Recent Progress: No Change
In 2017, residents of the Chesapeake Bay region scored a 24 out of 100 on the Citizen Stewardship Index: the first comprehensive survey of stewardship actions and attitudes in the Chesapeake Bay watershed. There are three components to this score. The Personal Action score—which is currently 38—measures the adoption of 19 actions that individuals can take to improve water quality and environmental health. The Volunteering score—which is currently 23—measures the portion of the public participating in community efforts to improve water quality and environmental health. And the Advocating score—which is currently 19—measures the portion of the public engaging in local and regional activities on behalf of water quality and environmental health. To score a 100 on the Citizen Stewardship Index, everyone in the region would need to do everything they could in their daily lives to improve water quality and environmental health, from personal actions to volunteering and advocating for the environment.
It is uncertain if the Citizen Stewardship Outcome will be met. A quantitative target has not been established for the Citizen Stewardship Outcome. In 2021, a baseline indicator was developed using data from the 2017 Citizen Stewardship Index. Resources are now needed to prioritize programmatic efforts and build desired behaviors. The next survey to update the data is expected to be conducted in 2022.
*In 2021, where possible, the Stewardship Workgroup replaced the use of citizen stewardship with the more inclusive stewardship, reinforcing that all residents who live in the Chesapeake Bay watershed can be good stewards. The workgroup is considering requesting a change to the outcome language following the process described in the Watershed Agreement.
The Stewardship Index also uses three scores to predict future stewardship. The closer each score is to 100, the more individuals are likely to take actions in the near future to improve water quality and environmental health. The Likely to Take Personal Actions score—which is currently 25—measures residents’ willingness to consider taking an environmentally responsible action they are not taking today. The Likely to Volunteer and Advocate score—which is currently 65—measures residents’ interest in participating in community efforts or civic activities to improve water quality and environmental health. And the Motivating Attitudes score—which is currently 63—measures five key perceptions that can motivate environmentally responsible behavior.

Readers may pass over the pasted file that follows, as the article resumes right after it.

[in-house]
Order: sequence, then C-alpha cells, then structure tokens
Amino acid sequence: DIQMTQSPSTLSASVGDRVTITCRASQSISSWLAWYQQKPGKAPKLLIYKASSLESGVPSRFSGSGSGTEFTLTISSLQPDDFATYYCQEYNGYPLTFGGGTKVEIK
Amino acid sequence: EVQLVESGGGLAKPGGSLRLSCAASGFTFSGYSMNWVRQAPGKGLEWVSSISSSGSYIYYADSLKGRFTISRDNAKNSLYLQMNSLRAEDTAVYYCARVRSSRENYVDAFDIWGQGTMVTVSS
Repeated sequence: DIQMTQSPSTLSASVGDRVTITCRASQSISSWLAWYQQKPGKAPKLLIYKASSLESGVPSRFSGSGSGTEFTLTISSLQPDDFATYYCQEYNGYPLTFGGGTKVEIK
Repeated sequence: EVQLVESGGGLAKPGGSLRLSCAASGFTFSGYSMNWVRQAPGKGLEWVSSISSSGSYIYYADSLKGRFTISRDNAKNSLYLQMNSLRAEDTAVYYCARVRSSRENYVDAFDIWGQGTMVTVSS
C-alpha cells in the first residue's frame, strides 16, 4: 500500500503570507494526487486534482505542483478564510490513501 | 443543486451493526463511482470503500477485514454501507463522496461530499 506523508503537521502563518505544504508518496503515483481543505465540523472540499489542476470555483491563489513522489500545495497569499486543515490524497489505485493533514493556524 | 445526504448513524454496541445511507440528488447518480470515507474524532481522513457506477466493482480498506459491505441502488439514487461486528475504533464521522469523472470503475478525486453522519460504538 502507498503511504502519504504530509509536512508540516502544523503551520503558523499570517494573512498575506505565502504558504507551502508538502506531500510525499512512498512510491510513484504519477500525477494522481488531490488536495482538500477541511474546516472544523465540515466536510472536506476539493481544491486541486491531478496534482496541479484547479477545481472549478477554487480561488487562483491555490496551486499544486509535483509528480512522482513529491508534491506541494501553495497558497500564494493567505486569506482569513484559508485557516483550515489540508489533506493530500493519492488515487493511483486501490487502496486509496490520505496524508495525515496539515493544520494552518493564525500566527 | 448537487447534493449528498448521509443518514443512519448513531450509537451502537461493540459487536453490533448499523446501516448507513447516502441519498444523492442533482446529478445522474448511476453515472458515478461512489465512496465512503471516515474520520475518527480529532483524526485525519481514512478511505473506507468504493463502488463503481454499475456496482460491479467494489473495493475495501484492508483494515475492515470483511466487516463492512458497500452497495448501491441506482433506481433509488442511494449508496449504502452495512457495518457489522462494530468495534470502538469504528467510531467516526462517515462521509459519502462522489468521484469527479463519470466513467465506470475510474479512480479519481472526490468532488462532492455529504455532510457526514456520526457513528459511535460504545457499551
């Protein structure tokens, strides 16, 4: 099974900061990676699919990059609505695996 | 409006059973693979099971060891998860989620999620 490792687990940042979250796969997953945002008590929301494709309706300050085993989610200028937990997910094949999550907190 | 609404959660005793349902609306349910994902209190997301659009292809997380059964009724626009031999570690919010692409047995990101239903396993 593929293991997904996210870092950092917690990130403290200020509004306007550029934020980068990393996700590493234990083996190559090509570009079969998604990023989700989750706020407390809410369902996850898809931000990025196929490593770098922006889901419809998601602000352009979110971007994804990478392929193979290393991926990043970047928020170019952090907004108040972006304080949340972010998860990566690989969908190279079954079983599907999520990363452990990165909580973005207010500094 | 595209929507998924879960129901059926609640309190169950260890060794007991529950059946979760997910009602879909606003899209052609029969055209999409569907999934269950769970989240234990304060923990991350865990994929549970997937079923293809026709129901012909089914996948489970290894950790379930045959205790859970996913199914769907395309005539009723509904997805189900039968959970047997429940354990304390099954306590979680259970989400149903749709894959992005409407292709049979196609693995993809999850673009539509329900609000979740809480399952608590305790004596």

The data that informs the Stewardship Index was collected through English- and Spanish-language landline and mobile phone interviews with 5,200 randomly selected residents between March and May of 2017. The resulting data presents a powerful resource for agencies and organizations working to foster stewardship at all levels of the Stewardship Framework, whether it is through the support of individual action, the support of volunteerism and collective action, or the support of local leaders who mobilize others.
Because this data can be downloaded, segmented and extrapolated by geographic, demographic and socioeconomic characteristics, community attributes, behaviors and attitudes, it can reveal specific findings about different segments of the region’s population. Evidence shows, for example, a correlation between convenient access to water and the adoption of some environmentally responsible actions.
The data has also revealed six high-level findings about watershed residents as a whole.
1. Some actions that have a significant impact on clean water are not widely adopted.
Some of the most impactful actions measured through the Stewardship Index include using a rain barrel to collect rainwater, using a rain garden to collect rainwater and using native plants to replace grass lawns. But these actions have not been adopted to their fullest potential. While 80 percent of residents could install a rain barrel, for example, only 14 percent have done so. While 86 percent of residents could install a rain garden, only 13 percent have done so. And while 82 percent of residents could replace a portion of their lawns with native plants, only 26 percent have done so.